Further, in light of the fact that Page played on 60% of everything released in Britian between 1963-66 and then adding his work with the Yardbirds and Led Zeppelin, he is undoubtedly the most recorded major guitarist ever. His fretwork itself is never in question. Even on the lightweight session material he appears on, Page's guitar playing itself is impeccable (which is amazing if you consider that the majority of those forgotten groups should not have been within ear-shot of a studio). But it his habit for putting his name on others materials that is being examined here, not his guitar sorcery.


Thanks to Greg Russo for providing valuable insight and information.

Greg Russo's acclaimed history of the Yardbirds, Yardbirds: The Ultimate Rave-Up is available outside North America for 12 pounds plus 3 pounds shipping from: NMC Music Ltd. B11 Lanterns Court, Millharbour, London E14 9TU http://www.n-m-c.co.uk or e-mail them at music@n-m-co.uk VISA/Mastercard accepted.

In North America, the book is $19.95 plus $3.20 shipping ($6 air mail to Canada) and available from Crossfire Publications, P.O. Box 20406, Floral Park, New York 11002. Phone/fax: (516) 352-3037. http://www.crossfirepublications.com or e-mail Greg directly at Grusso2787@aol.com VISA/Mastercard accepted.

 Post subject:
PostPosted: Wed May 31, 2006 8:59 pm 
I read this article about a year ago. Yes, Jimmy "Sticky Fingers" Page blatantly stole quite a few riffs.

Jake Holmes just sat back and let him steal Dazed and Confused, albeit Page had the decency to change the lyrics. The Jake Holmes version of that song is certainly worth owning.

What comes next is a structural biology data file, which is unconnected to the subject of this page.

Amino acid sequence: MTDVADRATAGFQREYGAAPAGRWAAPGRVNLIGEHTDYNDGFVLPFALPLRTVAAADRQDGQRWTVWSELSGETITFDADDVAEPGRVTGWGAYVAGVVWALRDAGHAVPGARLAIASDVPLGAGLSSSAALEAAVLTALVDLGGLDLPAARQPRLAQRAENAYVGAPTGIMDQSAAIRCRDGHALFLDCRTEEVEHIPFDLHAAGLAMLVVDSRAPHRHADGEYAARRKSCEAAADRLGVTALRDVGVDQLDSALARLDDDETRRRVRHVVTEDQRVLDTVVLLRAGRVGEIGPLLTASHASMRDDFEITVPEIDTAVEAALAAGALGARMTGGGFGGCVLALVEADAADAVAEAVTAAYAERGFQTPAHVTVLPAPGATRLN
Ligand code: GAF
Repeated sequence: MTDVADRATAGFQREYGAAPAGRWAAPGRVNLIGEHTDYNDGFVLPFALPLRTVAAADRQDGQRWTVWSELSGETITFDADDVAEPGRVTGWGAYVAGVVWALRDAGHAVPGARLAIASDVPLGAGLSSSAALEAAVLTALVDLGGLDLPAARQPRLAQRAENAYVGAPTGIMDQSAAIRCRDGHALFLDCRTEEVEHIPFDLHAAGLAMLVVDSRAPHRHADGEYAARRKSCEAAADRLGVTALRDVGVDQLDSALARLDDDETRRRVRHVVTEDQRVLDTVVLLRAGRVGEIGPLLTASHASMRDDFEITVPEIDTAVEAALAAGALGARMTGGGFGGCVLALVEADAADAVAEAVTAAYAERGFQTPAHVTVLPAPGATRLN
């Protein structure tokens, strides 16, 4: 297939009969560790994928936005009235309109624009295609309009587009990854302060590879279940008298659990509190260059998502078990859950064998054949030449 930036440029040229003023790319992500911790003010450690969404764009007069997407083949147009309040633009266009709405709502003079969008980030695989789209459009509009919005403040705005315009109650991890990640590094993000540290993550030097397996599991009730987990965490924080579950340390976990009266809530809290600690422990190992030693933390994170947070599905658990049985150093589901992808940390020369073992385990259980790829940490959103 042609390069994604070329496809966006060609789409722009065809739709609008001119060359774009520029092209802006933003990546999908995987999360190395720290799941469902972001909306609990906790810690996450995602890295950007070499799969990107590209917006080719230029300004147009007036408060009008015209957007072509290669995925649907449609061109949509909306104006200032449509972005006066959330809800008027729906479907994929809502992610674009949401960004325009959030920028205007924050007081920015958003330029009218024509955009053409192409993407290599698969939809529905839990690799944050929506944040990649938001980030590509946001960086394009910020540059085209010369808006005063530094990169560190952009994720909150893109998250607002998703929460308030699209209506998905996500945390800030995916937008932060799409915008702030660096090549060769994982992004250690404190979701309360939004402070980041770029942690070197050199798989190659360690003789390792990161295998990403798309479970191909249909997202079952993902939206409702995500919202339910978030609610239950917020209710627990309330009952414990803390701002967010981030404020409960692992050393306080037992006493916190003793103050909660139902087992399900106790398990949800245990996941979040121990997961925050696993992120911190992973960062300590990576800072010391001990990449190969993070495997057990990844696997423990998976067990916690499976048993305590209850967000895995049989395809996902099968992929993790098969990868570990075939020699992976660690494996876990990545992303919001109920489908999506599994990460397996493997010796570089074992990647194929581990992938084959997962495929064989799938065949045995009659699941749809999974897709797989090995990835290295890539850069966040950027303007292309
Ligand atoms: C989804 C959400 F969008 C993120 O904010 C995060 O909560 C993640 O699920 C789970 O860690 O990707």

Of course, Led Zeppelin stole a great deal of old blues songs and claimed authorship in the songwriting credits/liner notes in an effort to avoid having to pay any royalties to the original writers. In another book I read about Led Zeppelin, it said the band was going to donate some money to build a Delta Blues Museum somewhere in the Deep South. I dont know if they ever made good on that promise, but it hardly compensates for their years of thievery.

I believe Page has no qualms about taking what he pleases from the songs of others because he began his career as a studio musician. He toiled away on the albums of others without having little input into the creative process of actually nurturing a song from idea to product. That being the case, I feel Page sees the business side of making music moreso than most musicians. I also believe the knows the fine legal lines involved in copyright infringement issues. He always seems to escape unscathed when he robs others of their intellectual/creative property.

I always complain when I hear one band stealing a riff from another band because I can do so as an impartial bystander. However, Page can never be taken seriously if he were to complain about someone "lifting' his riffs. :lol: